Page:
Design firm is chosen

GLENDALE — State justice administrators have selected an award-winning architecture firm to design the new Glendale courthouse, but officials haven't determined its location.

After an extensive vetting process, Zimmer Gunsul Frasca Architects was chosen because the firm best fit the city's push for sustainability, said Teresa Ruano, a spokesman for the Judicial Council of California's Administrative Office of the Courts.

"We are being a good neighbor, so we are trying to do that," she said.

The state council has been mum on the sites in Glendale under consideration, but city officials have said the current location on Broadway and a plot on Central Avenue and Lexington Avenue are both on the list.

The council has been working with eight cities in their respective courthouse projects to ensure the new facilities blend with their surroundings, Ruano said.

Zimmer Gunsul Frasca, which has an office in Los Angeles, was chosen among a short list of six design companies vying to design the Glendale courthouse, she said. The firm has designed sustainability projects for Nintendo and several universities.

Officials said contract negotiations have not been finalized.

Construction costs for the 99,552-square-foot, three-story project are slated to come in at nearly $90 million, according to a report by the California's Administrative Office of the Courts.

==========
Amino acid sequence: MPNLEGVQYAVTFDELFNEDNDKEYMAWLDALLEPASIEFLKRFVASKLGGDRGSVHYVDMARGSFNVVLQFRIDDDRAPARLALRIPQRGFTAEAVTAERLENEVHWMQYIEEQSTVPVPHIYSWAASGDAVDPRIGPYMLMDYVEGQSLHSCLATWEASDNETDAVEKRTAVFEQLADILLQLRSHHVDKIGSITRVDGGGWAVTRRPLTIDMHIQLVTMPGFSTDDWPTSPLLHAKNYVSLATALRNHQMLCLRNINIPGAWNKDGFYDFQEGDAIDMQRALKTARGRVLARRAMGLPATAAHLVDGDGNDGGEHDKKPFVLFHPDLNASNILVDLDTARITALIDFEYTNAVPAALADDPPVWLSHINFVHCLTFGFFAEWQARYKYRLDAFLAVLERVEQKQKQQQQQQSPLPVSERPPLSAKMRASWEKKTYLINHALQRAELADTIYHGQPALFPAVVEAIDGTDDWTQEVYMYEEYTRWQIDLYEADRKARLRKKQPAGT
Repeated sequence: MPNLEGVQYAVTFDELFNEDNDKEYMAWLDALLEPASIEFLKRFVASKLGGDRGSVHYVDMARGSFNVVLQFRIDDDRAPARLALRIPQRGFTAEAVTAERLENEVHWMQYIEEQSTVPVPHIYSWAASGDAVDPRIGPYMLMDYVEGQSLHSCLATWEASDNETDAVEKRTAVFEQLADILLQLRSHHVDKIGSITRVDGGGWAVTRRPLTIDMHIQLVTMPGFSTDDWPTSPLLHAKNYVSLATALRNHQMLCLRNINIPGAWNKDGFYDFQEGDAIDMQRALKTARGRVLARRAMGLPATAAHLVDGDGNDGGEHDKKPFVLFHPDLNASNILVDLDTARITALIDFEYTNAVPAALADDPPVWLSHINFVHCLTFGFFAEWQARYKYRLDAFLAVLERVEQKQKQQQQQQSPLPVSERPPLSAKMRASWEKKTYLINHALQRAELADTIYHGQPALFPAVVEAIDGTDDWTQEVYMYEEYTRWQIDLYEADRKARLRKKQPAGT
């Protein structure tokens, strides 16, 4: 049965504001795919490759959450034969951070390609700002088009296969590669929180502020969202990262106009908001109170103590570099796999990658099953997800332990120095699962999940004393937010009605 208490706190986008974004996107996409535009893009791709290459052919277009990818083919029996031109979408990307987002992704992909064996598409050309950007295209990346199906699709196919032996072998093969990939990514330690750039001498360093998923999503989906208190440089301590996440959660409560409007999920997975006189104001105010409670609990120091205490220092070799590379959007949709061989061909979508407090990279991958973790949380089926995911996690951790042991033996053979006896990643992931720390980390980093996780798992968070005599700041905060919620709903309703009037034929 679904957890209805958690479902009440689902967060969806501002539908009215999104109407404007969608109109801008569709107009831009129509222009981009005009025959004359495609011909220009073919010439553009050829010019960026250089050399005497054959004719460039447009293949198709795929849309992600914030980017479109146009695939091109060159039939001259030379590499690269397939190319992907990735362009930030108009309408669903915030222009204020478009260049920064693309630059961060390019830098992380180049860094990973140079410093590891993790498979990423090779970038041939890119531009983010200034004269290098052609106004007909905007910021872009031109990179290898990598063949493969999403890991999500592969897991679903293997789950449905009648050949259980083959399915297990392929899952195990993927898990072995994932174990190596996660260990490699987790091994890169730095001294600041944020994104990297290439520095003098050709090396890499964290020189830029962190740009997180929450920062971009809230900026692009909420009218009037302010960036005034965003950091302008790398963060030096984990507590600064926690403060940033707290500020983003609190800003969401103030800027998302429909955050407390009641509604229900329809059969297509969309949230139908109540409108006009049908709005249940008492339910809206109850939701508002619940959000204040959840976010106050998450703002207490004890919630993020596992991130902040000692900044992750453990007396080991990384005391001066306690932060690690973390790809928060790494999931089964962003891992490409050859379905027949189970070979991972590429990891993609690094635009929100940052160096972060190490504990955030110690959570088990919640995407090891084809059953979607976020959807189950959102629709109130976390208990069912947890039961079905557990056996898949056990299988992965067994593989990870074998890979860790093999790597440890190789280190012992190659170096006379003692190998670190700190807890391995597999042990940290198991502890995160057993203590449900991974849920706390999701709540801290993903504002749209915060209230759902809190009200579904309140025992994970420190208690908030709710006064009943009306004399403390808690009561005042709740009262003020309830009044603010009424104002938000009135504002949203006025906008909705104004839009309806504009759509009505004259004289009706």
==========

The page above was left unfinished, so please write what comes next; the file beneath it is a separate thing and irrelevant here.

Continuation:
The courthouse may be completed in 2015, according to the report.

The final location for the new courthouse is being discussed among city, county and state justice officials.

Officials from the Administrative Office of the Courts have held numerous meetings with county and city representatives in an effort to seek a resolution on the site, Ruano said.

"Among the options we continue to explore are reuse and reconfiguration of the existing site, for which we will need to undertake architect's feasibility studies after the architect placed under contract later this summer, as well as other sites both within and outside the Glendale redevelopment area," she said in an email.

Glendale Police Chief Ron De Pompa said he is hoping that state sticks with the current courthouse location on 600 E. Broadway to maintain a strong city center.

Keeping the courthouse at its current location would cut down on the costs of transporting prisoners from the jail, and help maintain a well-running remote video arraignment system, De Pompa said.

"All those things would be disrupted if it goes to an alternative site," he said.

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